Cats and dogs
Cats and dogs are two of the most universally recognized animals in the world. Many people’s first interaction with an animal is with either a cat or dog. Depending on one’s culture and beliefs, dogs and cats play various roles and are viewed in different lights. In some households, cats and dogs are beloved pets treated as members of the families. In others, dogs are working animals that help families support their livelihoods. Travel to a different country, and you may find packs of stray cats and dogs who roam the streets at their own will.
Photo: Scott Anger / © IFAW
In times of disaster, pet owners often face a devastating choice: abandon their animals to seek shelter or refuse to leave their animals behind and face the unknown together. We knew there had to be a better option, for both people and their beloved animals. After Hurricane Katrina in 2005, IFAW helped create the National Animal Rescue and Sheltering Coalition (NARSC). Since then, we have established a one-of-a-kind network of disaster responders and allies who are trained in disaster planning and rapid response.
IFAW’s Disaster Response team is always on standby, ready to deploy when needed. We’ve helped rescue thousands of animals from disasters around the world, including Hurricane Maria in Dominica, the Camp Fire tragedy in California, and the bushfires that devastated Australia in 2020. When Russia invaded Ukraine in February 2022, IFAW rushed emergency aid to our local animal partners . We deployed a team to the border of Poland and helped manage the only animal service station where we could provide support to Ukrainian refugees fleeing with their pets.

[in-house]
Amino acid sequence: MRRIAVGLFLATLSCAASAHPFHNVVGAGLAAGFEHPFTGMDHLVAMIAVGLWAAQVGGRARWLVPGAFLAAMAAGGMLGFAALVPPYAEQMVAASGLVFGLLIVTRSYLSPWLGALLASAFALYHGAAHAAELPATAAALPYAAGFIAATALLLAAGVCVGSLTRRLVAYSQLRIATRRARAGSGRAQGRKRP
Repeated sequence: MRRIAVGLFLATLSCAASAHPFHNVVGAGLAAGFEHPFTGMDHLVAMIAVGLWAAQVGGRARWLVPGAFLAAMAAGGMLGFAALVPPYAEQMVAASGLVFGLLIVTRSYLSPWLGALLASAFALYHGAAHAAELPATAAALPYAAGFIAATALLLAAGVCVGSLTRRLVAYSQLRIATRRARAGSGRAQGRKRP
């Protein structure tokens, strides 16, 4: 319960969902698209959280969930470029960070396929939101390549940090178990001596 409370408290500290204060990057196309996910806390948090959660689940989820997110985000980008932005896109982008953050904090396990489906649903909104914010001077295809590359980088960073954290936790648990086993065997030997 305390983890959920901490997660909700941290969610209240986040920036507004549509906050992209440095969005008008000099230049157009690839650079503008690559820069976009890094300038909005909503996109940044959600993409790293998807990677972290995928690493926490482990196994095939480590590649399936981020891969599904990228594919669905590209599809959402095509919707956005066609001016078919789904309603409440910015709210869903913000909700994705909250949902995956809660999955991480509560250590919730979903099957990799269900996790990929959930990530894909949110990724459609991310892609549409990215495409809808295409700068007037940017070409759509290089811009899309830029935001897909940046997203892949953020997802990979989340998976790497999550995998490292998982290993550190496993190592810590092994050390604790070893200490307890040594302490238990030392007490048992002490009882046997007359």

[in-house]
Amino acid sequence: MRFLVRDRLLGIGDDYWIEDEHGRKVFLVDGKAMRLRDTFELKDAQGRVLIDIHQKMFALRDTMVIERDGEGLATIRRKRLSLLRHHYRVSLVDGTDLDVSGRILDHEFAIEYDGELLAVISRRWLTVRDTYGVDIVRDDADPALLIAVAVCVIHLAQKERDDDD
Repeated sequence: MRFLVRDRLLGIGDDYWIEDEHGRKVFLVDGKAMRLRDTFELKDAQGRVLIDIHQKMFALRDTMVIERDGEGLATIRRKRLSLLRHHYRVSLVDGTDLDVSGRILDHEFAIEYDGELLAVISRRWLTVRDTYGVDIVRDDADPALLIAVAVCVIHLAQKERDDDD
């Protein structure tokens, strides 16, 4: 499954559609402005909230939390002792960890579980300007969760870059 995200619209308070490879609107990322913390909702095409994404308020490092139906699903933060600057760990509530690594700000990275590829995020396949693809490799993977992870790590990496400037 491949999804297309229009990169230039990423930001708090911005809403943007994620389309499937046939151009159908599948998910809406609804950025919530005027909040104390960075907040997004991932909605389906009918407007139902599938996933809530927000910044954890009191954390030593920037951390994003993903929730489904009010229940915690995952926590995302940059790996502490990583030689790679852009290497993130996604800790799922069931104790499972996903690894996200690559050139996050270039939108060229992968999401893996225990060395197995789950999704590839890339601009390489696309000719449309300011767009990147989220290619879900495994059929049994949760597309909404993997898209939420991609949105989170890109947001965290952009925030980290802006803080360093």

In addition to our disaster response work, IFAW has projects around the world that offer veterinary services, culturally relevant pet education, and real-life solutions for communities that would otherwise not have the resources.
Availability and access to veterinary care can transform a community. Take for example, our Northern Dogs Project in Canada. Rooted in building partnerships with communities in need, the Northern Dogs Project uses multiple tools and approaches to provide resources to First Nations communities so they can better care for their dogs.
Similarly, in 2011, IFAW partnered with local organization Coco’s Animal Welfare to bring accessible veterinary care to Playa Del Carmen, Mexico. Together, we built a state-of the-art clinic and started treating community animals brought in from all over the state in a safe and sterile environment. Later in 2017, IFAW’s Dr. Erika Flores and Joaquin de la Torre Ponce created Casitas Azules (little blue houses), an initiative to help local communities and their animals to coexist with jaguars and marine turtles. They engaged community members to build blue wooden doghouses, chicken coops or dog pens that could provide dogs and community animals with much-needed shelter and space of their own. With a place to seek shelter, dogs are now less likely to roam, preventing jaguar attacks on dogs and predation of marine turtle nests by dogs—a solution that benefits dogs, community members and wildlife.